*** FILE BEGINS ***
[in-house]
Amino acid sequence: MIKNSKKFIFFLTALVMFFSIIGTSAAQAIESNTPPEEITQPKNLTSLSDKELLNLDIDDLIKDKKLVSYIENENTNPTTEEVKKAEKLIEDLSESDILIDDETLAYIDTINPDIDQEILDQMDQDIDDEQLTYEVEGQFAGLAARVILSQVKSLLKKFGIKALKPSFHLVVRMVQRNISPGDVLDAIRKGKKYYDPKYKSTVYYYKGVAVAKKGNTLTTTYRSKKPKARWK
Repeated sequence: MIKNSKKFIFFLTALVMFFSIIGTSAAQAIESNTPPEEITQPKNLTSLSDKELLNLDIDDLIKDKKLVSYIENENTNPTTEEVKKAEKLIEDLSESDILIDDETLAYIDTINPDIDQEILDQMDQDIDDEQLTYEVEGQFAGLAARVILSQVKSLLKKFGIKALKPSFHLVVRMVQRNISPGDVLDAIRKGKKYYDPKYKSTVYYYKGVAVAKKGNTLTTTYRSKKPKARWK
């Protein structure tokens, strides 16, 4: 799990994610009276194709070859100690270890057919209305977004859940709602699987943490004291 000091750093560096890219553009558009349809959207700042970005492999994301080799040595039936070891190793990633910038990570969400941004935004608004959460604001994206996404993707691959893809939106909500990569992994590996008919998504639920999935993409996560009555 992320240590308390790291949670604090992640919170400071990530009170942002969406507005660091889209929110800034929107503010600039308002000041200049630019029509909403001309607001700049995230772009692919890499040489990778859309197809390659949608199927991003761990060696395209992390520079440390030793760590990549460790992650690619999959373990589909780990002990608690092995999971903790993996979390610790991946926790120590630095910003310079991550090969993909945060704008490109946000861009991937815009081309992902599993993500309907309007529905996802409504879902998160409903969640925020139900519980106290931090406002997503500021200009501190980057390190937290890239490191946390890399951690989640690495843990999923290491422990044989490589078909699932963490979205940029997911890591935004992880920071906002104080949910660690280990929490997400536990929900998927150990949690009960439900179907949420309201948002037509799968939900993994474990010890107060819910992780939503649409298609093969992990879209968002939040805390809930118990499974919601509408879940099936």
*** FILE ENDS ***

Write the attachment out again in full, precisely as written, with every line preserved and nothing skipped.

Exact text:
[in-house]
Amino acid sequence: MIKNSKKFIFFLTALVMFFSIIGTSAAQAIESNTPPEEITQPKNLTSLSDKELLNLDIDDLIKDKKLVSYIENENTNPTTEEVKKAEKLIEDLSESDILIDDETLAYIDTINPDIDQEILDQMDQDIDDEQLTYEVEGQFAGLAARVILSQVKSLLKKFGIKALKPSFHLVVRMVQRNISPGDVLDAIRKGKKYYDPKYKSTVYYYKGVAVAKKGNTLTTTYRSKKPKARWK
Repeated sequence: MIKNSKKFIFFLTALVMFFSIIGTSAAQAIESNTPPEEITQPKNLTSLSDKELLNLDIDDLIKDKKLVSYIENENTNPTTEEVKKAEKLIEDLSESDILIDDETLAYIDTINPDIDQEILDQMDQDIDDEQLTYEVEGQFAGLAARVILSQVKSLLKKFGIKALKPSFHLVVRMVQRNISPGDVLDAIRKGKKYYDPKYKSTVYYYKGVAVAKKGNTLTTTYRSKKPKARWK
């Protein structure tokens, strides 16, 4: 799990994610009276194709070859100690270890057919209305977004859940709602699987943490004291 000091750093560096890219553009558009349809959207700042970005492999994301080799040595039936070891190793990633910038990570969400941004935004608004959460604001994206996404993707691959893809939106909500990569992994590996008919998504639920999935993409996560009555 992320240590308390790291949670604090992640919170400071990530009170942002969406507005660091889209929110800034929107503010600039308002000041200049630019029509909403001309607001700049995230772009692919890499040489990778859309197809390659949608199927991003761990060696395209992390520079440390030793760590990549460790992650690619999959373990589909780990002990608690092995999971903790993996979390610790991946926790120590630095910003310079991550090969993909945060704008490109946000861009991937815009081309992902599993993500309907309007529905996802409504879902998160409903969640925020139900519980106290931090406002997503500021200009501190980057390190937290890239490191946390890399951690989640690495843990999923290491422990044989490589078909699932963490979205940029997911890591935004992880920071906002104080949910660690280990929490997400536990929900998927150990949690009960439900179907949420309201948002037509799968939900993994474990010890107060819910992780939503649409298609093969992990879209968002939040805390809930118990499974919601509408879940099936």